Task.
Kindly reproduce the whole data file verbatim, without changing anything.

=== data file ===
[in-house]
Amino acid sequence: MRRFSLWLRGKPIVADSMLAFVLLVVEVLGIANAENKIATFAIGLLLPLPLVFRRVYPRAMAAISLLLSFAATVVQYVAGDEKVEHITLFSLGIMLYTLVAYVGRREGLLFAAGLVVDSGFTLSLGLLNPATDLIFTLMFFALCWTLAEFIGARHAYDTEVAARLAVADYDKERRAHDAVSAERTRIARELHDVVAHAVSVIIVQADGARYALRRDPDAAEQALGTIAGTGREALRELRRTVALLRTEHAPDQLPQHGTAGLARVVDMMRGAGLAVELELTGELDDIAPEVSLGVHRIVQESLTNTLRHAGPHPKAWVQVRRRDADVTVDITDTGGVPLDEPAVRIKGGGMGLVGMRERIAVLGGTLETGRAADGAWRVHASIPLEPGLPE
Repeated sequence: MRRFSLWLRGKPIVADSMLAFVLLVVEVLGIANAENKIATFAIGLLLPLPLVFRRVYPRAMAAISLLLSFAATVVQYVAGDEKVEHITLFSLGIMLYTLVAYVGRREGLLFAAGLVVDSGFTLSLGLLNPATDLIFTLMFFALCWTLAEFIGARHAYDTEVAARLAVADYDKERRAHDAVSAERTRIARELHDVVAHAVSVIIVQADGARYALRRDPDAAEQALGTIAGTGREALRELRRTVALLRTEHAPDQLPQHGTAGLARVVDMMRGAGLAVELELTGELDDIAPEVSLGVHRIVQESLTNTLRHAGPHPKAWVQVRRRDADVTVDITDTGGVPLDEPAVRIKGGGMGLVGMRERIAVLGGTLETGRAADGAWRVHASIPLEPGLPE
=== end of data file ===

[in-house]
Amino acid sequence: MRRFSLWLRGKPIVADSMLAFVLLVVEVLGIANAENKIATFAIGLLLPLPLVFRRVYPRAMAAISLLLSFAATVVQYVAGDEKVEHITLFSLGIMLYTLVAYVGRREGLLFAAGLVVDSGFTLSLGLLNPATDLIFTLMFFALCWTLAEFIGARHAYDTEVAARLAVADYDKERRAHDAVSAERTRIARELHDVVAHAVSVIIVQADGARYALRRDPDAAEQALGTIAGTGREALRELRRTVALLRTEHAPDQLPQHGTAGLARVVDMMRGAGLAVELELTGELDDIAPEVSLGVHRIVQESLTNTLRHAGPHPKAWVQVRRRDADVTVDITDTGGVPLDEPAVRIKGGGMGLVGMRERIAVLGGTLETGRAADGAWRVHASIPLEPGLPE
Repeated sequence: MRRFSLWLRGKPIVADSMLAFVLLVVEVLGIANAENKIATFAIGLLLPLPLVFRRVYPRAMAAISLLLSFAATVVQYVAGDEKVEHITLFSLGIMLYTLVAYVGRREGLLFAAGLVVDSGFTLSLGLLNPATDLIFTLMFFALCWTLAEFIGARHAYDTEVAARLAVADYDKERRAHDAVSAERTRIARELHDVVAHAVSVIIVQADGARYALRRDPDAAEQALGTIAGTGREALRELRRTVALLRTEHAPDQLPQHGTAGLARVVDMMRGAGLAVELELTGELDDIAPEVSLGVHRIVQESLTNTLRHAGPHPKAWVQVRRRDADVTVDITDTGGVPLDEPAVRIKGGGMGLVGMRERIAVLGGTLETGRAADGAWRVHASIPLEPGLPE